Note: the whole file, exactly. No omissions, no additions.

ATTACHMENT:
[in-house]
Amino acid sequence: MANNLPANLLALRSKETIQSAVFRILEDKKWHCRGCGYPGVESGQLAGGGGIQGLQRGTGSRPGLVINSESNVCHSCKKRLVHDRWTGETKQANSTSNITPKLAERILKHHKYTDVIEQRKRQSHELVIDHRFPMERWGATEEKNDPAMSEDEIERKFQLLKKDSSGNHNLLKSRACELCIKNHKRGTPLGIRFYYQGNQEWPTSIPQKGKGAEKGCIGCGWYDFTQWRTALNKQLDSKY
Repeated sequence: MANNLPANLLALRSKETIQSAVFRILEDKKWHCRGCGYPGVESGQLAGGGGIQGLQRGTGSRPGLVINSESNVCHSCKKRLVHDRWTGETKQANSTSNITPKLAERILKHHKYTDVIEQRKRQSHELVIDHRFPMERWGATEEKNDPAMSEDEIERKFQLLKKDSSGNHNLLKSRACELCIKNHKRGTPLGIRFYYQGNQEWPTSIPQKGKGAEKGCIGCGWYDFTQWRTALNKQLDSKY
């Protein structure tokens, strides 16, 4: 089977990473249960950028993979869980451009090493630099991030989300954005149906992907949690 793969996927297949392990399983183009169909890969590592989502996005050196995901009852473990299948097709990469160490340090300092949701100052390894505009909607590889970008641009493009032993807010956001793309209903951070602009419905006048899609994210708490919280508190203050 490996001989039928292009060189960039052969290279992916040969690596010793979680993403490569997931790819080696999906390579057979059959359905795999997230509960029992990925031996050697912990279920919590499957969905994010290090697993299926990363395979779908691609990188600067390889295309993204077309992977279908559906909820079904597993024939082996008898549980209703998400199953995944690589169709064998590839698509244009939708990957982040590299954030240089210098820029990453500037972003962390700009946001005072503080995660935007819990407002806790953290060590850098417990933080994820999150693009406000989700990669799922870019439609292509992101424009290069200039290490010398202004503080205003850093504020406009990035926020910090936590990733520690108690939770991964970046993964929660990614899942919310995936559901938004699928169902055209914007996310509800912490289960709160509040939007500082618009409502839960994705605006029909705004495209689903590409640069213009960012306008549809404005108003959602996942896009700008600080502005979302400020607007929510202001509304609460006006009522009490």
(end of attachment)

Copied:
[in-house]
Amino acid sequence: MANNLPANLLALRSKETIQSAVFRILEDKKWHCRGCGYPGVESGQLAGGGGIQGLQRGTGSRPGLVINSESNVCHSCKKRLVHDRWTGETKQANSTSNITPKLAERILKHHKYTDVIEQRKRQSHELVIDHRFPMERWGATEEKNDPAMSEDEIERKFQLLKKDSSGNHNLLKSRACELCIKNHKRGTPLGIRFYYQGNQEWPTSIPQKGKGAEKGCIGCGWYDFTQWRTALNKQLDSKY
Repeated sequence: MANNLPANLLALRSKETIQSAVFRILEDKKWHCRGCGYPGVESGQLAGGGGIQGLQRGTGSRPGLVINSESNVCHSCKKRLVHDRWTGETKQANSTSNITPKLAERILKHHKYTDVIEQRKRQSHELVIDHRFPMERWGATEEKNDPAMSEDEIERKFQLLKKDSSGNHNLLKSRACELCIKNHKRGTPLGIRFYYQGNQEWPTSIPQKGKGAEKGCIGCGWYDFTQWRTALNKQLDSKY
């Protein structure tokens, strides 16, 4: 089977990473249960950028993979869980451009090493630099991030989300954005149906992907949690 793969996927297949392990399983183009169909890969590592989502996005050196995901009852473990299948097709990469160490340090300092949701100052390894505009909607590889970008641009493009032993807010956001793309209903951070602009419905006048899609994210708490919280508190203050 490996001989039928292009060189960039052969290279992916040969690596010793979680993403490569997931790819080696999906390579057979059959359905795999997230509960029992990925031996050697912990279920919590499957969905994010290090697993299926990363395979779908691609990188600067390889295309993204077309992977279908559906909820079904597993024939082996008898549980209703998400199953995944690589169709064998590839698509244009939708990957982040590299954030240089210098820029990453500037972003962390700009946001005072503080995660935007819990407002806790953290060590850098417990933080994820999150693009406000989700990669799922870019439609292509992101424009290069200039290490010398202004503080205003850093504020406009990035926020910090936590990733520690108690939770991964970046993964929660990614899942919310995936559901938004699928169902055209914007996310509800912490289960709160509040939007500082618009409502839960994705605006029909705004495209689903590409640069213009960012306008549809404005108003959602996942896009700008600080502005979302400020607007929510202001509304609460006006009522009490």